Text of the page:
Seasonal affective disorder: what is it, and how can I avoid it?

There is a reason many of us in the northern hemisphere find ourselves dragging our feet through January and February, and not just because we’re on a comedown from the festivity of December holidays. With our daylight hours at a minimum, bookended by darkness late into the mornings and early in the evenings, many of us find our moods seem to shift towards darkness, too.

Feelings of lethargy and depression arise in tandem with the low light of winter. It gets harder to rouse ourselves from sleep, as we open the blinds to find, aghast, that the sun hasn’t risen despite the day having already begun. So what should we make of the sluggishness that inevitably finds us on a seasonal basis?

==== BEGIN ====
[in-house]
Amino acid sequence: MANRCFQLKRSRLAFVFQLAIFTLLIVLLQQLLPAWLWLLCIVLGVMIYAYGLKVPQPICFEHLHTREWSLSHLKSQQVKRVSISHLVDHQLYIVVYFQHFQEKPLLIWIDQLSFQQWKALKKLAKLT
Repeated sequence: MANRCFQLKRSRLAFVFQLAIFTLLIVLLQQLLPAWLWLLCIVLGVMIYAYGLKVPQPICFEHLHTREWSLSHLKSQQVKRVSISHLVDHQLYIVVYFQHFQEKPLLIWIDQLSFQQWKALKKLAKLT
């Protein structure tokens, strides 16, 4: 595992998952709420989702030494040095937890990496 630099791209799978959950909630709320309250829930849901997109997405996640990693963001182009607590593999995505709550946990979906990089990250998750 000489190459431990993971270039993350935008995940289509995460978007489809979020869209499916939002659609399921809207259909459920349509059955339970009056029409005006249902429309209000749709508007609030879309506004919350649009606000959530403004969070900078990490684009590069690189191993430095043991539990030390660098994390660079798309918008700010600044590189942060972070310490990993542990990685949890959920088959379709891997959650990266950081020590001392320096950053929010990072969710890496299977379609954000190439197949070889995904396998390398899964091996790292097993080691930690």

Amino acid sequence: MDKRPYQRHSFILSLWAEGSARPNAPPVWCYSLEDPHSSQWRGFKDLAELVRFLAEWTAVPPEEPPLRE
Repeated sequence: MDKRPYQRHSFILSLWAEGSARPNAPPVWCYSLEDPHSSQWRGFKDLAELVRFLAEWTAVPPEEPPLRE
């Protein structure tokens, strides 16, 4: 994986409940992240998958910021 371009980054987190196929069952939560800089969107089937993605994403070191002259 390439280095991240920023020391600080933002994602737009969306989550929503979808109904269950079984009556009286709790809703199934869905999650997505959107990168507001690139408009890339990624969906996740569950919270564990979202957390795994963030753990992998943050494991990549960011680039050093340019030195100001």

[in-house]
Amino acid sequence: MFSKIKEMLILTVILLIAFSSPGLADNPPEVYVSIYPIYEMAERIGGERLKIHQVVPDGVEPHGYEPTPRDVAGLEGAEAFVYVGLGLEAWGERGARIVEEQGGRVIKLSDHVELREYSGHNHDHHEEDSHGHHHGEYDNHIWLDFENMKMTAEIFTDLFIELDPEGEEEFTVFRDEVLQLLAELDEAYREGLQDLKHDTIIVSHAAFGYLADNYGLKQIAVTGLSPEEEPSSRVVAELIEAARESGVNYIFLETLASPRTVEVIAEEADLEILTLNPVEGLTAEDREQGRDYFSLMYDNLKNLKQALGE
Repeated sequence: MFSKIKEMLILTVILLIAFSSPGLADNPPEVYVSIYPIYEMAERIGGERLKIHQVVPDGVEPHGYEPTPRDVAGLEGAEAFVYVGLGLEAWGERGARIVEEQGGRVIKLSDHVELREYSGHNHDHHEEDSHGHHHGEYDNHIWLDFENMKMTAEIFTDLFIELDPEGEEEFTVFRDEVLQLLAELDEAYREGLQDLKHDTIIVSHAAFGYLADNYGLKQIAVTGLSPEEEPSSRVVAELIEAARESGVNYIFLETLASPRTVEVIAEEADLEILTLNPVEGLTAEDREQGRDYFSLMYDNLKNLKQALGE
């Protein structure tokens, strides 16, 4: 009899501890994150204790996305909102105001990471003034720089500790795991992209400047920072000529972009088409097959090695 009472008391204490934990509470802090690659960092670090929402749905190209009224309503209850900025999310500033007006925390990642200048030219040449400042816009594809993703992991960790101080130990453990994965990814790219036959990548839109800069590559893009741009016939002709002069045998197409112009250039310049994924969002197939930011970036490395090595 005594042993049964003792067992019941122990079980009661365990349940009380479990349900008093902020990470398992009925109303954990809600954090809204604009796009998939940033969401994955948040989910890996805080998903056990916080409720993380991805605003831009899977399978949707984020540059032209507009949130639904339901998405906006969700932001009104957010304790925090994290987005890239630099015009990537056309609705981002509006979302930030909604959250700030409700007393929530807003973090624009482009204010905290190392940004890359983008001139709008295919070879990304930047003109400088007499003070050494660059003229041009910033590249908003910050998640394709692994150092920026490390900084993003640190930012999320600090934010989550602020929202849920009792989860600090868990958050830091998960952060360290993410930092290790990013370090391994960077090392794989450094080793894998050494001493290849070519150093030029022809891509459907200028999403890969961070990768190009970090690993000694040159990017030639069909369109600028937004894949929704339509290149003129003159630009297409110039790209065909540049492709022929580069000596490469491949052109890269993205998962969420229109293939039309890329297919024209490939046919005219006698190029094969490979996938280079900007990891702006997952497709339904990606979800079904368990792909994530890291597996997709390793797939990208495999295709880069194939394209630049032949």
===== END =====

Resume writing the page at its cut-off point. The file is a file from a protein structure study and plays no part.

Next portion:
What are the symptoms of SAD?

Firstly, we should know we’re not alone. The affliction known as seasonal affective disorder, aptly shortened to the acronym SAD, is an episodic ‘winter depression’ that impacts roughly 5% of adults in the US every year. SAD is a seasonal variation of major depressive disorder (MDD), marked by a noticeable dip in mood and motivation in accordance with the decrease in daylight hours during winter months.

Symptoms are similar to those of major depressive disorder, including a loss of interest in favoured activities, feelings of hopelessness, a lack of energy or will to get out of bed in the morning, and overall low mood. People with SAD can experience symptoms just as severe as those suffering from MDD. Where the two disorders differ, however, is in their timing, as those suffering from SAD tend to experience episodes on a cyclical, seasonal basis.